Secret bird of paradise dating dance revealed

A new perspective on male Wilson's bird of paradise courtship displays, captured for Planet Earth II, reveals a totally different looking dance never before seen

Decorated with the most extravagant plumes and feathers of any group of animals on Earth, the birds of paradise and their vibrant courtship dances have captivated scientists and explorers for more than 500 years.

David Attenborough is a huge fan, and so it was no surprise that this family of birds were offered a starring role in his new series Planet Earth II. But what might be surprising, is that for centuries we have been viewing a number of their performances from entirely the wrong angle, and in doing so, have been missing half the show.

The Wilson’s bird of paradise (Cicinnurus respublica) is a particularly beautiful example of this highly embellished family. Approximately the size of a starling, the male is dressed in an elaborate cape of vermillion, with a turquoise skull cap.

Like many birds of paradise, he performs his vivid and complex dance entirely for the benefit of the female, who, incidentally, is a dull shade of brown. But, crucially, she sits and critiques his concert from an elevated position, directly above him.

So what does she see?

Ed Scholes and Tim Laman, from the Cornell Lab of Ornithology, have spent over ten years criss-crossing New Guinea watching and filming every species of bird of paradise. They suspected that the female Wilson’s was enjoying a ‘secret’ performance that no one had ever seen.

Together with the Planet Earth II team, they set out to film the Wilson’s dance from the female’s viewpoint, something that had never before been attempted.

“The females are the ones who decide who gets to pass their genes on to the next generation, and they have a pretty strong consensus, in that only a handful of males mate with most females," explains Ed Scholes.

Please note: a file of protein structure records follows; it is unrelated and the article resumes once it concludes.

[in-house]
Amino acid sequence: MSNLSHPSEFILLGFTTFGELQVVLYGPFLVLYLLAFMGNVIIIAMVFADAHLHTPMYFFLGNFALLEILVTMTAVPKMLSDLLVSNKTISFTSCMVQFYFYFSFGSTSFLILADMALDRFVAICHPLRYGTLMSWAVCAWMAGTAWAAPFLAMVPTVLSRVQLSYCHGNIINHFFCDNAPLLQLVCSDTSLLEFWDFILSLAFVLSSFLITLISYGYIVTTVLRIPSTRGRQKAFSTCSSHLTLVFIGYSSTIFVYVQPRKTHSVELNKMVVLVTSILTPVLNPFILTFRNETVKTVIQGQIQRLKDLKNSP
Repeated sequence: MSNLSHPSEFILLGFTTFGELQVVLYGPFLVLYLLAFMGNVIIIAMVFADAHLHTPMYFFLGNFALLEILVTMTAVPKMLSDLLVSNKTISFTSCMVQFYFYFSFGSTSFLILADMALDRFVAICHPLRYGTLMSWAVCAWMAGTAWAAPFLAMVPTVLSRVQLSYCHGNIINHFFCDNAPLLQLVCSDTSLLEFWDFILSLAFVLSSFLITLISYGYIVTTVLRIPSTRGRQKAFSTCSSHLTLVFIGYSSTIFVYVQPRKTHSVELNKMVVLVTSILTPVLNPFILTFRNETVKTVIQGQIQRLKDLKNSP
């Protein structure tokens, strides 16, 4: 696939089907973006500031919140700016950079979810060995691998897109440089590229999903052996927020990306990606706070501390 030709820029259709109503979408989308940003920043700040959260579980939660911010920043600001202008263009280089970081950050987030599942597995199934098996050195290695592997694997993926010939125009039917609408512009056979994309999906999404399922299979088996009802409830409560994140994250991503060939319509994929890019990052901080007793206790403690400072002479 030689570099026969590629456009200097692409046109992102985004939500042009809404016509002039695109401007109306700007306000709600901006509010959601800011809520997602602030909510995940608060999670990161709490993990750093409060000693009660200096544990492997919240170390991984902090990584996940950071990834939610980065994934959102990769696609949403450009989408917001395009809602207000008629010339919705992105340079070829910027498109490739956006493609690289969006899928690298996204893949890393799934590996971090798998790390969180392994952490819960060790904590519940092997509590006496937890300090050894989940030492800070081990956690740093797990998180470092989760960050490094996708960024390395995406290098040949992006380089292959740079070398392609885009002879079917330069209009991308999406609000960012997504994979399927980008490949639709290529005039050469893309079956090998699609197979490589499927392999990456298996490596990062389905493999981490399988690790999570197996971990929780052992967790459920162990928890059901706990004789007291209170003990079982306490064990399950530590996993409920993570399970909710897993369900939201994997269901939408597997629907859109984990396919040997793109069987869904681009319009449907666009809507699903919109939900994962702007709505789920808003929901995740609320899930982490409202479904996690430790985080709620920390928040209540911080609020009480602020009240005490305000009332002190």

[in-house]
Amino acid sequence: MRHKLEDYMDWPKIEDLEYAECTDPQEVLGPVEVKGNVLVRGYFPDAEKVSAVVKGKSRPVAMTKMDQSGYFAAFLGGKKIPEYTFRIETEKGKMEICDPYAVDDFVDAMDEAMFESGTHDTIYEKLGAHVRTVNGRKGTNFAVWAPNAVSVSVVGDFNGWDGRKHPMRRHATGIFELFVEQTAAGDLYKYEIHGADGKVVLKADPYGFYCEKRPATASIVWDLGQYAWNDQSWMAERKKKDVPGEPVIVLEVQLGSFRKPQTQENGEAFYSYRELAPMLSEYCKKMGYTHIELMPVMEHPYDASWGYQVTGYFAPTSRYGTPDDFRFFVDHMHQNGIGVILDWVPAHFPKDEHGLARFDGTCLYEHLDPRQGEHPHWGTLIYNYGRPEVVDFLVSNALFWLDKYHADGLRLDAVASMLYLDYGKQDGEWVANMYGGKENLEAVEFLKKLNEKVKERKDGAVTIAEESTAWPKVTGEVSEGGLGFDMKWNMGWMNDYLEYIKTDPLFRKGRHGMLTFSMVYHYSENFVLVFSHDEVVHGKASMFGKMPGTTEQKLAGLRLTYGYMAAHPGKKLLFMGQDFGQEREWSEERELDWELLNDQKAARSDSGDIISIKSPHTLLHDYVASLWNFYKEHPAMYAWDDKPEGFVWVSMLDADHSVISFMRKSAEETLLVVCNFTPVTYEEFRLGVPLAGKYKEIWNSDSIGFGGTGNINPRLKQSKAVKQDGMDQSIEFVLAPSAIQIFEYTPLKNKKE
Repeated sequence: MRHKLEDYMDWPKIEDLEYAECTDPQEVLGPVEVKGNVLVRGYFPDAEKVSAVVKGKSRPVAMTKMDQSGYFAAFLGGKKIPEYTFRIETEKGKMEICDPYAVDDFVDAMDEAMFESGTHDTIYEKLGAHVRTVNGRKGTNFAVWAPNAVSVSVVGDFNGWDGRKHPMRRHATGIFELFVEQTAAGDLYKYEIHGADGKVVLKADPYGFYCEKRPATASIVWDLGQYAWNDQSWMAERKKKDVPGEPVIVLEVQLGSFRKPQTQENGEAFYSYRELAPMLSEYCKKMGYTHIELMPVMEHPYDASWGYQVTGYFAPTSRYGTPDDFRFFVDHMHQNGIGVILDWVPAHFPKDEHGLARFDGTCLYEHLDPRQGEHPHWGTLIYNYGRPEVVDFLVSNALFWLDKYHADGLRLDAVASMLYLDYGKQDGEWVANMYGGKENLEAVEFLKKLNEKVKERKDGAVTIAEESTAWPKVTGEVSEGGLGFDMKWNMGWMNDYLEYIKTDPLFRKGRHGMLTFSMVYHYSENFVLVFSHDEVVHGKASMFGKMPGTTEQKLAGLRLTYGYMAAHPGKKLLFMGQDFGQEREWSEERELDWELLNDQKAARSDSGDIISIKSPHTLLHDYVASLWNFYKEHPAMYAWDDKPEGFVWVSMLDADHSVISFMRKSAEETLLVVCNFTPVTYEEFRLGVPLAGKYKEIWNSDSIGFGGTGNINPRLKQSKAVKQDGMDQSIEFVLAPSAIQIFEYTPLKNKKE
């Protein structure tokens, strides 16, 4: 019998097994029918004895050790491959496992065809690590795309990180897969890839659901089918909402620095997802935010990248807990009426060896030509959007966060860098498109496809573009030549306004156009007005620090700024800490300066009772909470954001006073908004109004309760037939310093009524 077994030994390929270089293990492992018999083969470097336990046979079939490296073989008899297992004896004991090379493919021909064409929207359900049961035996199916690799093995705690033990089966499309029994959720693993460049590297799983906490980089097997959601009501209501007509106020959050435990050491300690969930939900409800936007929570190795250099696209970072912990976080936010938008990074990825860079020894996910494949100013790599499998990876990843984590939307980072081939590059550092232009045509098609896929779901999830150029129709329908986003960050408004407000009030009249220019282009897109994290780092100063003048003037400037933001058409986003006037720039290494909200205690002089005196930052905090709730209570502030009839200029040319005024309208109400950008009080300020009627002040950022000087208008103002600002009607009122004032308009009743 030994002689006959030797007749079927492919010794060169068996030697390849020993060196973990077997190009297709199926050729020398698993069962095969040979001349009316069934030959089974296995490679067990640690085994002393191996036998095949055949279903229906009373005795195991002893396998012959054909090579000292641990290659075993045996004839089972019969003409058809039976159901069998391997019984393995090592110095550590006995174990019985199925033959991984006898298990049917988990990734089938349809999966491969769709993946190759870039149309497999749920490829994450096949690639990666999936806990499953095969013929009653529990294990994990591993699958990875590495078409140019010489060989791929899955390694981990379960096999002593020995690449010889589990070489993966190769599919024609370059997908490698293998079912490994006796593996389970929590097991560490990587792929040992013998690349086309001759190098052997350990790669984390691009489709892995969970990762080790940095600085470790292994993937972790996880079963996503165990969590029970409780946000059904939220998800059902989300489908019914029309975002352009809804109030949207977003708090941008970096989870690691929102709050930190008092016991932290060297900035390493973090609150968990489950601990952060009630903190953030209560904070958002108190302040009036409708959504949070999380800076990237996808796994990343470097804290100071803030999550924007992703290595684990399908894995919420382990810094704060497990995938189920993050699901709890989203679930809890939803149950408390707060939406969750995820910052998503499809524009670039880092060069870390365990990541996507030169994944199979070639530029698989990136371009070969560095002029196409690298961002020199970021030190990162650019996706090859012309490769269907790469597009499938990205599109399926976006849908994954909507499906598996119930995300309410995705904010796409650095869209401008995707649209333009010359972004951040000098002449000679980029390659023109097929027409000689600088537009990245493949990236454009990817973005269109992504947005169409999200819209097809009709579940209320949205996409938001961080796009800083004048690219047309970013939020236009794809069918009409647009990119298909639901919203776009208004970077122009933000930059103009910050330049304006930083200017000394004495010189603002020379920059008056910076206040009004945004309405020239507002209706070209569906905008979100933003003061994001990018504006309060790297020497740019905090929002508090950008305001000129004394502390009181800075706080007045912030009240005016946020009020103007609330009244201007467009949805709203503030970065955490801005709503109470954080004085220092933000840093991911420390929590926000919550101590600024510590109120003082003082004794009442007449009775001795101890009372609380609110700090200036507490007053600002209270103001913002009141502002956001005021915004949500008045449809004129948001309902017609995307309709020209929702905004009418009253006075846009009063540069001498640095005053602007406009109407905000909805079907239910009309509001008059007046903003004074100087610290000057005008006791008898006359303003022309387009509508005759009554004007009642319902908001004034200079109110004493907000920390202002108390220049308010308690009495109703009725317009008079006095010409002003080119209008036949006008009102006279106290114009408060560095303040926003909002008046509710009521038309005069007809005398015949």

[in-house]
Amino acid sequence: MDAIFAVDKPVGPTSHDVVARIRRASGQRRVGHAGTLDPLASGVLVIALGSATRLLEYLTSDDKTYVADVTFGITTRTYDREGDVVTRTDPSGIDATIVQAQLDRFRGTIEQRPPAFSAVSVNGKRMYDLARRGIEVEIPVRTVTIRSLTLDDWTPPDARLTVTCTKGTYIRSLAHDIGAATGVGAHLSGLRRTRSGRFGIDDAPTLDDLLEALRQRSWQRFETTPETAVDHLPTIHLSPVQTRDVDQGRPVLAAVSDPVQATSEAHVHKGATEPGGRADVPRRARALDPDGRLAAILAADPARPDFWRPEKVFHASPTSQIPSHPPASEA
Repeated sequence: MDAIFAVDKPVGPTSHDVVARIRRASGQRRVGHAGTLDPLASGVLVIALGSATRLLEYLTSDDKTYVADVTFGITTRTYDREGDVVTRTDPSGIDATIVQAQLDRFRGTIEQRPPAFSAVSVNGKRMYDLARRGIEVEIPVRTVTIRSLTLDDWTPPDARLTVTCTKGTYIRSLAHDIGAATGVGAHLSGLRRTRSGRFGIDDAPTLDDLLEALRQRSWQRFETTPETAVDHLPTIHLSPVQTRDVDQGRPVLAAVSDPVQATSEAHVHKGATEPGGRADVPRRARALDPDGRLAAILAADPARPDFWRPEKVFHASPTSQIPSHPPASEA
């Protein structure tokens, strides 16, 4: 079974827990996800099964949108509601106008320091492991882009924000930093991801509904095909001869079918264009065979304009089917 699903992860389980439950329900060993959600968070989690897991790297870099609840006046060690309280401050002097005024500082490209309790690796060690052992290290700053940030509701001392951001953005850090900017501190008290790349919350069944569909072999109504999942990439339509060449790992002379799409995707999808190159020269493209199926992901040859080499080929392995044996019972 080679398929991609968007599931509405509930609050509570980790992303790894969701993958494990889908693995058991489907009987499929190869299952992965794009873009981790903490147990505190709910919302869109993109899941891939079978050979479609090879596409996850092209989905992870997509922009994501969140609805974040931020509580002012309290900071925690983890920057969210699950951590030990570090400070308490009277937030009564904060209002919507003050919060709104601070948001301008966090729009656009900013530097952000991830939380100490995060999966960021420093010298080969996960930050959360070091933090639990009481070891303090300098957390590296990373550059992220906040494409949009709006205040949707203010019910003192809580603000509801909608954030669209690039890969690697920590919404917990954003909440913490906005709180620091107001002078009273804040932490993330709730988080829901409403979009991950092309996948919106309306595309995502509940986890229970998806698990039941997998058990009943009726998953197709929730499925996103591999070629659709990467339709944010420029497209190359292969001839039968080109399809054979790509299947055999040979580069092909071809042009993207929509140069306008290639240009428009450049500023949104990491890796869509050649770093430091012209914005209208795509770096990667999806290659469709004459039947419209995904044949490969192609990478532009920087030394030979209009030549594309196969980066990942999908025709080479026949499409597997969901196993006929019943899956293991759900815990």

“We look at a male bird of paradise, and we realise he’s astonishingly beautiful, and marvel at his feathers, but really the only thing that matters is what the females are seeing.

Why are birds of paradise dating dances so extreme?

New Guinea is a relatively new island, having been pushed up from the sea a mere 10 million years ago.

There are hardly any predators, since few mammals have managed to colonise it.

Lush, wet rain forests provide high energy fruits all year round, meaning females are able to raise chicks entirely alone. This frees up the males to spend a huge amount of time and energy producing their extravagant ornaments and spectacular displays.

"So if we don’t try to appreciate these qualities from the perspective of the female birds of paradise, we are sort of missing the boat.”

Missing the boat, is a rather generous understatement as it turns out, since when viewed from above, the Wilson’s bird of paradise doesn’t resemble a bird at all, rather a bright and shining green disc, which flashes and shimmers in the gloom of the forest floor.

“Even though I had an idea of what to expect, I was really surprised at how different it looked. I thought: 'Oh, wow! This is going to be good!',” he laughs.

This never before seen angle was beautifully captured by the team for the Jungles episode of Planet Earth II, but Ed is keen to stress there is much more to admire than the large emerald breast shield, which viewers won’t fail to miss.

“There are lots of smaller details in the dance, which if you’re watching as a scientist, are equally astonishing. The inside of his mouth is an incredibly bright ornament, and when he gapes, the female is essentially looking straight down his throat.”

It’s hard to believe that we have been unwittingly admiring this dance for decades from the stalls, when all along the view from the dress circle was not only better, but a different show entirely. So are there other species of birds of paradise whose dances we’ve been judging from the wrong seats? Ed certainly thinks so.

“We have to consider what we’re seeing, and what the female is seeing, and there are definitely a handful of other species where we haven’t seen the full story yet.”

UK viewers can tune in to Planet Earth II, which continues on BBC One this Sunday at 20:00 GMT.

Be the first to know about new BBC Earth articles and wildlife programmes by signing up for the BBC's new personalised email newsletter here. You can also follow BBC Earth on Twitter and Instagram and like us on FacebookUK viewers can tune in to Planet Earth II which continues on BBC One on Sundays at 8pm.